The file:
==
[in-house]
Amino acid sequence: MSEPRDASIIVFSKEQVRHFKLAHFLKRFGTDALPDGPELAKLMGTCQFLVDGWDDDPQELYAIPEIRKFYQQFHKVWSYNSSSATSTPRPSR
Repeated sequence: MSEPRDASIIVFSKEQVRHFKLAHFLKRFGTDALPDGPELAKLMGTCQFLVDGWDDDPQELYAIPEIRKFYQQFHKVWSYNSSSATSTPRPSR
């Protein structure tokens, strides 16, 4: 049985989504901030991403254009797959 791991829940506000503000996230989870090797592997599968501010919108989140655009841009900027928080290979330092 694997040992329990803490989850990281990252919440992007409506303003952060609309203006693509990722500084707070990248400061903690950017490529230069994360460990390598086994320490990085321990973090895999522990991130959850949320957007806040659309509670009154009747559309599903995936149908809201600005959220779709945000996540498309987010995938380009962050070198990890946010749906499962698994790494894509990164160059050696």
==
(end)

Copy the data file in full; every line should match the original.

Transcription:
[in-house]
Amino acid sequence: MSEPRDASIIVFSKEQVRHFKLAHFLKRFGTDALPDGPELAKLMGTCQFLVDGWDDDPQELYAIPEIRKFYQQFHKVWSYNSSSATSTPRPSR
Repeated sequence: MSEPRDASIIVFSKEQVRHFKLAHFLKRFGTDALPDGPELAKLMGTCQFLVDGWDDDPQELYAIPEIRKFYQQFHKVWSYNSSSATSTPRPSR
């Protein structure tokens, strides 16, 4: 049985989504901030991403254009797959 791991829940506000503000996230989870090797592997599968501010919108989140655009841009900027928080290979330092 694997040992329990803490989850990281990252919440992007409506303003952060609309203006693509990722500084707070990248400061903690950017490529230069994360460990390598086994320490990085321990973090895999522990991130959850949320957007806040659309509670009154009747559309599903995936149908809201600005959220779709945000996540498309987010995938380009962050070198990890946010749906499962698994790494894509990164160059050696």